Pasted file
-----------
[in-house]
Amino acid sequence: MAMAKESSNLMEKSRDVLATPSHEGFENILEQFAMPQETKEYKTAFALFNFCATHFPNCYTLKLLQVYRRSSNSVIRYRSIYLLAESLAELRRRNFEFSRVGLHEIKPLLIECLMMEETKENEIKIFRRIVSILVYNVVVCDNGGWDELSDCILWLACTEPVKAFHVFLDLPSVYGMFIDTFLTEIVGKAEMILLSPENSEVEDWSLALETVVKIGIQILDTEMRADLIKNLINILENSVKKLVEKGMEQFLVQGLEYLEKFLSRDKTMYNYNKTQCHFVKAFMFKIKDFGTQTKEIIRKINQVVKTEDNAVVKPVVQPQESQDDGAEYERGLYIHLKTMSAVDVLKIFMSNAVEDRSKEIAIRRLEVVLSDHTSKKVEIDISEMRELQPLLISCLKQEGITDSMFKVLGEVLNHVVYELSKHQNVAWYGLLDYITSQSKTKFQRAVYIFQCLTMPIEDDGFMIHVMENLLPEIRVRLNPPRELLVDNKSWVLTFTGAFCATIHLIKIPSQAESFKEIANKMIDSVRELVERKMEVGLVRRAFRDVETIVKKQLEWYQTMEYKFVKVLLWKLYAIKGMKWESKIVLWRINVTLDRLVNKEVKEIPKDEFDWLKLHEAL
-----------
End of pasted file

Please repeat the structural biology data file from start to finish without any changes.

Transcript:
[in-house]
Amino acid sequence: MAMAKESSNLMEKSRDVLATPSHEGFENILEQFAMPQETKEYKTAFALFNFCATHFPNCYTLKLLQVYRRSSNSVIRYRSIYLLAESLAELRRRNFEFSRVGLHEIKPLLIECLMMEETKENEIKIFRRIVSILVYNVVVCDNGGWDELSDCILWLACTEPVKAFHVFLDLPSVYGMFIDTFLTEIVGKAEMILLSPENSEVEDWSLALETVVKIGIQILDTEMRADLIKNLINILENSVKKLVEKGMEQFLVQGLEYLEKFLSRDKTMYNYNKTQCHFVKAFMFKIKDFGTQTKEIIRKINQVVKTEDNAVVKPVVQPQESQDDGAEYERGLYIHLKTMSAVDVLKIFMSNAVEDRSKEIAIRRLEVVLSDHTSKKVEIDISEMRELQPLLISCLKQEGITDSMFKVLGEVLNHVVYELSKHQNVAWYGLLDYITSQSKTKFQRAVYIFQCLTMPIEDDGFMIHVMENLLPEIRVRLNPPRELLVDNKSWVLTFTGAFCATIHLIKIPSQAESFKEIANKMIDSVRELVERKMEVGLVRRAFRDVETIVKKQLEWYQTMEYKFVKVLLWKLYAIKGMKWESKIVLWRINVTLDRLVNKEVKEIPKDEFDWLKLHEAL